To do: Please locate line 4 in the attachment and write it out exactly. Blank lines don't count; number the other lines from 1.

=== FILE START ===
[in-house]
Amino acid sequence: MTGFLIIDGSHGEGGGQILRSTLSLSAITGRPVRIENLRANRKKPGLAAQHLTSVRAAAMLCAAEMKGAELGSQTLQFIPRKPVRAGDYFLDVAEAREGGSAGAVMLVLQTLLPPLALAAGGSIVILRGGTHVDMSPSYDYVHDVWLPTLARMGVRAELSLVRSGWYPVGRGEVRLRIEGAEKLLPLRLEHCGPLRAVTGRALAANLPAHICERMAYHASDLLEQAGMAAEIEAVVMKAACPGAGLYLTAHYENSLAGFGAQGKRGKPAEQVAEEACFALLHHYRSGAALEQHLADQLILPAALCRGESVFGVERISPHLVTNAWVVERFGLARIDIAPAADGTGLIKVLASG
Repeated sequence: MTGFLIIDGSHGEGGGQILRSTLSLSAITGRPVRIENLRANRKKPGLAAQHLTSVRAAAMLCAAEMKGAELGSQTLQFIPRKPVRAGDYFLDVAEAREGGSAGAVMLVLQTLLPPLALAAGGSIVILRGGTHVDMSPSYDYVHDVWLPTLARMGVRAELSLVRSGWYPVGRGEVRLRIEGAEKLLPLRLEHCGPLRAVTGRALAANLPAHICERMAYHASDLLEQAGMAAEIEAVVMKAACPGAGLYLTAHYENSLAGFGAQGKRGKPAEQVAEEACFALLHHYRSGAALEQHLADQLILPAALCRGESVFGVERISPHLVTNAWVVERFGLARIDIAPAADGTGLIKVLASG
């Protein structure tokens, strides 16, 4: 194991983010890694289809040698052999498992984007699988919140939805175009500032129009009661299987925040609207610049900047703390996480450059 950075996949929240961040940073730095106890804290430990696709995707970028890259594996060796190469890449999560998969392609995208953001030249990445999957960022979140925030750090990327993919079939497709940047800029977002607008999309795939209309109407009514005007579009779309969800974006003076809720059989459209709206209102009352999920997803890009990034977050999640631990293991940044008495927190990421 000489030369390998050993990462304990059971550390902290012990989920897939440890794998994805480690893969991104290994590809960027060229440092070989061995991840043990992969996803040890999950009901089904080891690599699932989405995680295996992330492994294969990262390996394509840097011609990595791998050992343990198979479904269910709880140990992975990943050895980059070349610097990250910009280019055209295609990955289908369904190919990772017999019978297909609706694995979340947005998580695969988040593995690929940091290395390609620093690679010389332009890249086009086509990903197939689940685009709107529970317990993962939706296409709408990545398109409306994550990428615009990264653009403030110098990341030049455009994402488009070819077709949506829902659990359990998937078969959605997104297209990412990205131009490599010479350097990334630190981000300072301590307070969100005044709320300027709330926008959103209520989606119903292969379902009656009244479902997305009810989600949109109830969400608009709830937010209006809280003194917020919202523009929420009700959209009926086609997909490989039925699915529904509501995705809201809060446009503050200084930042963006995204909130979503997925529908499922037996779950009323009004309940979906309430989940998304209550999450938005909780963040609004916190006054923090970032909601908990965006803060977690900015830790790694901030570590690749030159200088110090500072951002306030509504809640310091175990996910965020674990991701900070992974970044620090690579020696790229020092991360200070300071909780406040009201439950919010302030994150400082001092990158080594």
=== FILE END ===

């Protein structure tokens, strides 16, 4: 194991983010890694289809040698052999498992984007699988919140939805175009500032129009009661299987925040609207610049900047703390996480450059 950075996949929240961040940073730095106890804290430990696709995707970028890259594996060796190469890449999560998969392609995208953001030249990445999957960022979140925030750090990327993919079939497709940047800029977002607008999309795939209309109407009514005007579009779309969800974006003076809720059989459209709206209102009352999920997803890009990034977050999640631990293991940044008495927190990421 000489030369390998050993990462304990059971550390902290012990989920897939440890794998994805480690893969991104290994590809960027060229440092070989061995991840043990992969996803040890999950009901089904080891690599699932989405995680295996992330492994294969990262390996394509840097011609990595791998050992343990198979479904269910709880140990992975990943050895980059070349610097990250910009280019055209295609990955289908369904190919990772017999019978297909609706694995979340947005998580695969988040593995690929940091290395390609620093690679010389332009890249086009086509990903197939689940685009709107529970317990993962939706296409709408990545398109409306994550990428615009990264653009403030110098990341030049455009994402488009070819077709949506829902659990359990998937078969959605997104297209990412990205131009490599010479350097990334630190981000300072301590307070969100005044709320300027709330926008959103209520989606119903292969379902009656009244479902997305009810989600949109109830969400608009709830937010209006809280003194917020919202523009929420009700959209009926086609997909490989039925699915529904509501995705809201809060446009503050200084930042963006995204909130979503997925529908499922037996779950009323009004309940979906309430989940998304209550999450938005909780963040609004916190006054923090970032909601908990965006803060977690900015830790790694901030570590690749030159200088110090500072951002306030509504809640310091175990996910965020674990991701900070992974970044620090690579020696790229020092991360200070300071909780406040009201439950919010302030994150400082001092990158080594």